This misinformation has been floating around online for at least a decade, and it’s actually not a fact, at least as far as Ann Dvorak is concerned. The Goldwyn Girls were chorines used in films produced by the Samuel Goldwyn Company. Ann did appear in a Goldwyn film, 1950sÂ Our Very Own, but in 1930 when the Goldwyn Girls made their debut, Ann was hoofing for MGM.
Perhaps Ann’s employment at MetroÂ GoldwynÂ Mayer as a chorus girl caused someone some confusion at some point. However, Samuel Goldwyn never produced films for the legendary studio that bore his name, and I have never come across any documentation pointing to Ann being loaned out to another studio at that time. I don’t think there has ever been a shortage of chorus girls, so a loan out for uncredited hoofers doesn’t make much sense.
If you learn nothing else from this site, I hope you’ll note that Ann Dvorak never posed on the beach with Raquel Torres and was never a Goldwyn Girl!
I am taking the easy way out today and just posting a photo becauseÂ I spent the last two nights seeing the Pixies in concert, who did not take the stage until 10pm both nights. While this would have been fine and dandy when I was 17, it’s a bit hard on the bones when you’re the same age as Jack Benny. Side note, last night’s show was at the Mayan Theater, which just may be my favorite Los Angeles movie palace (though it was originally intended as legitimate theater).
This photo of Ann is a recent eBay purchase and while there is no info on the back, my guess is that it was taken during the filming of Sky Devils in 1931. I have never seen any other images from this shoot which is saying a lot after nearly 16 years of collecting.
A couple of weeks back, I was elated to find that authors Mark Vieira and Susan Doll had generously agreed to take a sneak peek at the Dvorak manuscript and provide pull quotes. This week, the last two quotes came in and are up on the Amazon website.
First is from Michelle Morgan, who accomplished the seemingly impossible task of writing a Marilyn Monroe biography that is neither sensational tripe or redundant. Getting a quote from Michelle is kind of cheating because we are friends, but I respect her tremendously as a writer and was happy that she said the following about my book:
Ann Dvorak: Hollywood’s Forgotten Rebel is a treasure trove of information about this under-mentioned star. The wealth of information is stunning and the writing is full of passion and warmth. Without doubt nobody but Rice could have ever written this book. This book is a fabulous tribute to someone who deserves to be remembered.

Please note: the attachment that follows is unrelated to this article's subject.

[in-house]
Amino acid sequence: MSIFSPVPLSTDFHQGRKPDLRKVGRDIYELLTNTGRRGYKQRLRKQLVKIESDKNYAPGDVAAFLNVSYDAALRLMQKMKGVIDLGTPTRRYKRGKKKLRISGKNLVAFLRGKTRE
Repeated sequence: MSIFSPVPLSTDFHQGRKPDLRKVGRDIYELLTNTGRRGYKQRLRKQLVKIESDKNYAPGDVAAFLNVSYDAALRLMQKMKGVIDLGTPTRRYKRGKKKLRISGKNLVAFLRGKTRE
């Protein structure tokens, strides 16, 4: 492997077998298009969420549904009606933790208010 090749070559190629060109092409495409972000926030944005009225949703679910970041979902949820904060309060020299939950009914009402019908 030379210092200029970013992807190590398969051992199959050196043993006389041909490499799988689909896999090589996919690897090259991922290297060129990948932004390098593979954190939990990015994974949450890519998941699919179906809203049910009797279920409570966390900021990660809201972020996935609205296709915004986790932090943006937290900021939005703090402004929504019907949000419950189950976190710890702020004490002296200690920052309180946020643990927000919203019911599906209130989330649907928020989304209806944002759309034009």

This last quote comes from Margaret Talbot, daughter of Ann’s frequent co-star Lyle, and writer for theÂ New Yorker. Her own bookÂ The Entertainer: Movies, Magic, and My Father’s Twentieth Century,Â is an excellent read and I am grateful she contributed the following:
A scrupulously researched, consistently insightful and thoroughly welcome biography. Fans and students of Hollywood’s fascinating pre-Code era will particularly appreciate a chance to learn more about one of its most sophisticated, intelligent, and hauntingly beautiful actresses.
Thanks again to all four of these talented writers for taking the time to read the Ann Dvorak book and composing a few sentences. I hope none of them were humoring me!
On September 11, 1931, a twenty-year-old Ann Dvorak appeared before a Los Angeles Superior Court Judge to receive approval to sign a contract with Howard Hughes’ Caddo Company.
Since she was under twenty-one, Ann was still considered a minor, which is why she needed the judge’s approval to sign the deal. This was not the first time Ann had made such an appearance. She had been required to obtain similar approval when she signed her MGM contract in 1929.
In addition to the court visit, the Caddo contract also had to be co-signed by Ann’s mother, Anna Lehr. What’s also interesting about the document is that Ann signed her last name D’Vorak. She made have already decided how she would pronounce her stage name Â (vor-zhak – not that anyone else picked up on this), but she still didn’t know how she wanted to spell it.